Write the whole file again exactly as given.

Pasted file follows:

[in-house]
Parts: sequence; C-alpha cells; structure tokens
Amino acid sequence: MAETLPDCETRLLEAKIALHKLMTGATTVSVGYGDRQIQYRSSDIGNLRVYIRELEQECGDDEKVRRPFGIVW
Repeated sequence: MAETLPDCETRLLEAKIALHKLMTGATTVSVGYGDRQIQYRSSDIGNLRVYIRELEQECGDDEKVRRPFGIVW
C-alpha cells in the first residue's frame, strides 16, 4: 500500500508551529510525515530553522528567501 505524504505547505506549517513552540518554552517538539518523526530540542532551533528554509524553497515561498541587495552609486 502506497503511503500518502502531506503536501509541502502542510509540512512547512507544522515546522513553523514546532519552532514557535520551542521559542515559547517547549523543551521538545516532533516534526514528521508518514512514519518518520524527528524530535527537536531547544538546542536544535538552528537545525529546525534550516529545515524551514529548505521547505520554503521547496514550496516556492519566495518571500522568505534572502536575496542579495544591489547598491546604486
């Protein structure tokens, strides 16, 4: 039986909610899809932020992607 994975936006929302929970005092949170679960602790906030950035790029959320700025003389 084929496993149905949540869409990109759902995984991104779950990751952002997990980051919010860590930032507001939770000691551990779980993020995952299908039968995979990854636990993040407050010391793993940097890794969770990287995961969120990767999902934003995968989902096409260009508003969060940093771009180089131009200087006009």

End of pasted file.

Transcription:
[in-house]
Parts: sequence; C-alpha cells; structure tokens
Amino acid sequence: MAETLPDCETRLLEAKIALHKLMTGATTVSVGYGDRQIQYRSSDIGNLRVYIRELEQECGDDEKVRRPFGIVW
Repeated sequence: MAETLPDCETRLLEAKIALHKLMTGATTVSVGYGDRQIQYRSSDIGNLRVYIRELEQECGDDEKVRRPFGIVW
C-alpha cells in the first residue's frame, strides 16, 4: 500500500508551529510525515530553522528567501 505524504505547505506549517513552540518554552517538539518523526530540542532551533528554509524553497515561498541587495552609486 502506497503511503500518502502531506503536501509541502502542510509540512512547512507544522515546522513553523514546532519552532514557535520551542521559542515559547517547549523543551521538545516532533516534526514528521508518514512514519518518520524527528524530535527537536531547544538546542536544535538552528537545525529546525534550516529545515524551514529548505521547505520554503521547496514550496516556492519566495518571500522568505534572502536575496542579495544591489547598491546604486
């Protein structure tokens, strides 16, 4: 039986909610899809932020992607 994975936006929302929970005092949170679960602790906030950035790029959320700025003389 084929496993149905949540869409990109759902995984991104779950990751952002997990980051919010860590930032507001939770000691551990779980993020995952299908039968995979990854636990993040407050010391793993940097890794969770990287995961969120990767999902934003995968989902096409260009508003969060940093771009180089131009200087006009």